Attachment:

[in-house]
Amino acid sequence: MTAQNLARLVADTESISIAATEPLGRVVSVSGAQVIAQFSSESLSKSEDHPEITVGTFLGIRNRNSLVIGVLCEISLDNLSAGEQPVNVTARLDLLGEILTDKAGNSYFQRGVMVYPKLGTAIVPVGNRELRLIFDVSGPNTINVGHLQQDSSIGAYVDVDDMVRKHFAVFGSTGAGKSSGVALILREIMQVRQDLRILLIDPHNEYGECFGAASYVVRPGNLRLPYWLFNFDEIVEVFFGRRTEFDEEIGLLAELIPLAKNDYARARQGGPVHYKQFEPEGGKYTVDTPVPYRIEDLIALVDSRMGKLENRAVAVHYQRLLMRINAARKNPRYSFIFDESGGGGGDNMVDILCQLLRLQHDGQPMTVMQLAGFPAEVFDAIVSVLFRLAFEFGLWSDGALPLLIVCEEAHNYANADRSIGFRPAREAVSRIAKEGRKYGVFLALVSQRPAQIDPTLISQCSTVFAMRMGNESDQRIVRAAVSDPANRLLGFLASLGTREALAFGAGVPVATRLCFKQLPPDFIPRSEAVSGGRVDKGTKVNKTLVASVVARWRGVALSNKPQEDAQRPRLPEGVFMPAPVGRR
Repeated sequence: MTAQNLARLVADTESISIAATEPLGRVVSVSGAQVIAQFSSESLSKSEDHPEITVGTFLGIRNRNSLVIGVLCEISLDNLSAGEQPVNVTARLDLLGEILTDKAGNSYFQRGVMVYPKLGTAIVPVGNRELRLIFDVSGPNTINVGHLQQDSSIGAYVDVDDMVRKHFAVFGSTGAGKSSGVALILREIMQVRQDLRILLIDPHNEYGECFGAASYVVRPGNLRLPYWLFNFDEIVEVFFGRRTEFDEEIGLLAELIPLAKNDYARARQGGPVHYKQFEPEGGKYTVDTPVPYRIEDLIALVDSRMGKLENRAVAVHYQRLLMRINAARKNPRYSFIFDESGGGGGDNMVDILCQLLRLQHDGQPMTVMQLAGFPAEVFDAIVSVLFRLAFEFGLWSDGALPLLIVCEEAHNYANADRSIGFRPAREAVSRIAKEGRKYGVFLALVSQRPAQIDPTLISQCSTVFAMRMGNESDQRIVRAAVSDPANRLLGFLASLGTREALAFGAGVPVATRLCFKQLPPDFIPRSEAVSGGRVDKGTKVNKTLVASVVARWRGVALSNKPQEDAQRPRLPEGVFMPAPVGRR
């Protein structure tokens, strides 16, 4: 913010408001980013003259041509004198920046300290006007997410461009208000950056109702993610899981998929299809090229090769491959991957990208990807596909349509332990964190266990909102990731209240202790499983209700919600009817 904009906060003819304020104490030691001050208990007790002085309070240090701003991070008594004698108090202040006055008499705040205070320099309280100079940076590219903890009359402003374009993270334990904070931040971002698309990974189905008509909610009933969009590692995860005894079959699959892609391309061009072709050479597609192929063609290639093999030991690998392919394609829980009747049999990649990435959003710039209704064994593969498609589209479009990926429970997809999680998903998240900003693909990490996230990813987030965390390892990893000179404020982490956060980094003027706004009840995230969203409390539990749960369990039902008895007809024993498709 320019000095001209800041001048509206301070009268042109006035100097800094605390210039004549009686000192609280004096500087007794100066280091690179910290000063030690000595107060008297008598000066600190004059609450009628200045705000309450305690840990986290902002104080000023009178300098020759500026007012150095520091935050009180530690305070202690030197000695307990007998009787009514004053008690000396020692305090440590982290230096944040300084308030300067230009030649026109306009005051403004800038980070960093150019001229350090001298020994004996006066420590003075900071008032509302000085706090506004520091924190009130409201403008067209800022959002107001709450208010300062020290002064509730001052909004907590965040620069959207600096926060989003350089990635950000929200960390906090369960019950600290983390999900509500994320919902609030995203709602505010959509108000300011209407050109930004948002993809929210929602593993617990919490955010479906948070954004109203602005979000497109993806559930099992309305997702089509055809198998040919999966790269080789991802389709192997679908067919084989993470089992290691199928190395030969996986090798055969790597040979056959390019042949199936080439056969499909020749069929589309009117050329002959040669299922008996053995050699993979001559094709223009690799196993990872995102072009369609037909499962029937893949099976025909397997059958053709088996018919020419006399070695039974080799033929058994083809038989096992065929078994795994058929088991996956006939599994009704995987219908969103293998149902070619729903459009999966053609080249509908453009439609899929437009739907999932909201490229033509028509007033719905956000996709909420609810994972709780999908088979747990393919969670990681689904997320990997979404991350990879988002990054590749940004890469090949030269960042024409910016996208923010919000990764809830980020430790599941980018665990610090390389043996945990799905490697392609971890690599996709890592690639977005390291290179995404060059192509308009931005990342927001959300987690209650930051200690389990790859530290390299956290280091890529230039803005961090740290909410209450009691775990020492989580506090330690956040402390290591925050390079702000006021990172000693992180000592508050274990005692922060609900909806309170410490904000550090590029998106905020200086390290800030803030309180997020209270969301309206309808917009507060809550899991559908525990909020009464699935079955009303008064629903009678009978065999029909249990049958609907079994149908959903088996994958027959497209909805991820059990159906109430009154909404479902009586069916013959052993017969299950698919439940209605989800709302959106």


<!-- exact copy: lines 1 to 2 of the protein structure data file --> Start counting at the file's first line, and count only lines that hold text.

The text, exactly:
[in-house]
Amino acid sequence: MTAQNLARLVADTESISIAATEPLGRVVSVSGAQVIAQFSSESLSKSEDHPEITVGTFLGIRNRNSLVIGVLCEISLDNLSAGEQPVNVTARLDLLGEILTDKAGNSYFQRGVMVYPKLGTAIVPVGNRELRLIFDVSGPNTINVGHLQQDSSIGAYVDVDDMVRKHFAVFGSTGAGKSSGVALILREIMQVRQDLRILLIDPHNEYGECFGAASYVVRPGNLRLPYWLFNFDEIVEVFFGRRTEFDEEIGLLAELIPLAKNDYARARQGGPVHYKQFEPEGGKYTVDTPVPYRIEDLIALVDSRMGKLENRAVAVHYQRLLMRINAARKNPRYSFIFDESGGGGGDNMVDILCQLLRLQHDGQPMTVMQLAGFPAEVFDAIVSVLFRLAFEFGLWSDGALPLLIVCEEAHNYANADRSIGFRPAREAVSRIAKEGRKYGVFLALVSQRPAQIDPTLISQCSTVFAMRMGNESDQRIVRAAVSDPANRLLGFLASLGTREALAFGAGVPVATRLCFKQLPPDFIPRSEAVSGGRVDKGTKVNKTLVASVVARWRGVALSNKPQEDAQRPRLPEGVFMPAPVGRR